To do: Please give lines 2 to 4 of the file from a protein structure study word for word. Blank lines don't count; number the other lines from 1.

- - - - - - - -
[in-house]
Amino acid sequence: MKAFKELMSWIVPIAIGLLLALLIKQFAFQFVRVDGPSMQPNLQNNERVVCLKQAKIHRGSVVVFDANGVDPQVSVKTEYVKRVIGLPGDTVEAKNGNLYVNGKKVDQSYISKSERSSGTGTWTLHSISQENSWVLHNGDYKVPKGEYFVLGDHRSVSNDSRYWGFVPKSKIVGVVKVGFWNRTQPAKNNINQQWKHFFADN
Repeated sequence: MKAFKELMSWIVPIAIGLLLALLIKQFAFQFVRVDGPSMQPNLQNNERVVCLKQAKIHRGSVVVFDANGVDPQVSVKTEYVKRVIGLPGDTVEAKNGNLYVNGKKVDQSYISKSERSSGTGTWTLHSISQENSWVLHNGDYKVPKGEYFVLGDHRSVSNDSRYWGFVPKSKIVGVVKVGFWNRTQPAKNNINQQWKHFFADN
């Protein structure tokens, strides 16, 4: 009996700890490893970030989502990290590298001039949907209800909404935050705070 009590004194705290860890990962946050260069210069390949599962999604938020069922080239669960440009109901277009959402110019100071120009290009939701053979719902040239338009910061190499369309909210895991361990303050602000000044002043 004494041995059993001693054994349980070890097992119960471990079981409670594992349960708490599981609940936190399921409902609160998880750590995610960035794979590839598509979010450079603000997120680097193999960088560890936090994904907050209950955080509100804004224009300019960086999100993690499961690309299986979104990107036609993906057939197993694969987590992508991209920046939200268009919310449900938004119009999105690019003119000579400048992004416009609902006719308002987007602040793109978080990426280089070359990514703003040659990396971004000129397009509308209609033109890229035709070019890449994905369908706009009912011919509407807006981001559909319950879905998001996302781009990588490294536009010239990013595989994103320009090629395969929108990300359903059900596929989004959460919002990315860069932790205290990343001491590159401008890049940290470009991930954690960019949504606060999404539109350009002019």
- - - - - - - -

Amino acid sequence: MKAFKELMSWIVPIAIGLLLALLIKQFAFQFVRVDGPSMQPNLQNNERVVCLKQAKIHRGSVVVFDANGVDPQVSVKTEYVKRVIGLPGDTVEAKNGNLYVNGKKVDQSYISKSERSSGTGTWTLHSISQENSWVLHNGDYKVPKGEYFVLGDHRSVSNDSRYWGFVPKSKIVGVVKVGFWNRTQPAKNNINQQWKHFFADN
Repeated sequence: MKAFKELMSWIVPIAIGLLLALLIKQFAFQFVRVDGPSMQPNLQNNERVVCLKQAKIHRGSVVVFDANGVDPQVSVKTEYVKRVIGLPGDTVEAKNGNLYVNGKKVDQSYISKSERSSGTGTWTLHSISQENSWVLHNGDYKVPKGEYFVLGDHRSVSNDSRYWGFVPKSKIVGVVKVGFWNRTQPAKNNINQQWKHFFADN
């Protein structure tokens, strides 16, 4: 009996700890490893970030989502990290590298001039949907209800909404935050705070 009590004194705290860890990962946050260069210069390949599962999604938020069922080239669960440009109901277009959402110019100071120009290009939701053979719902040239338009910061190499369309909210895991361990303050602000000044002043 004494041995059993001693054994349980070890097992119960471990079981409670594992349960708490599981609940936190399921409902609160998880750590995610960035794979590839598509979010450079603000997120680097193999960088560890936090994904907050209950955080509100804004224009300019960086999100993690499961690309299986979104990107036609993906057939197993694969987590992508991209920046939200268009919310449900938004119009999105690019003119000579400048992004416009609902006719308002987007602040793109978080990426280089070359990514703003040659990396971004000129397009509308209609033109890229035709070019890449994905369908706009009912011919509407807006981001559909319950879905998001996302781009990588490294536009010239990013595989994103320009090629395969929108990300359903059900596929989004959460919002990315860069932790205290990343001491590159401008890049940290470009991930954690960019949504606060999404539109350009002019």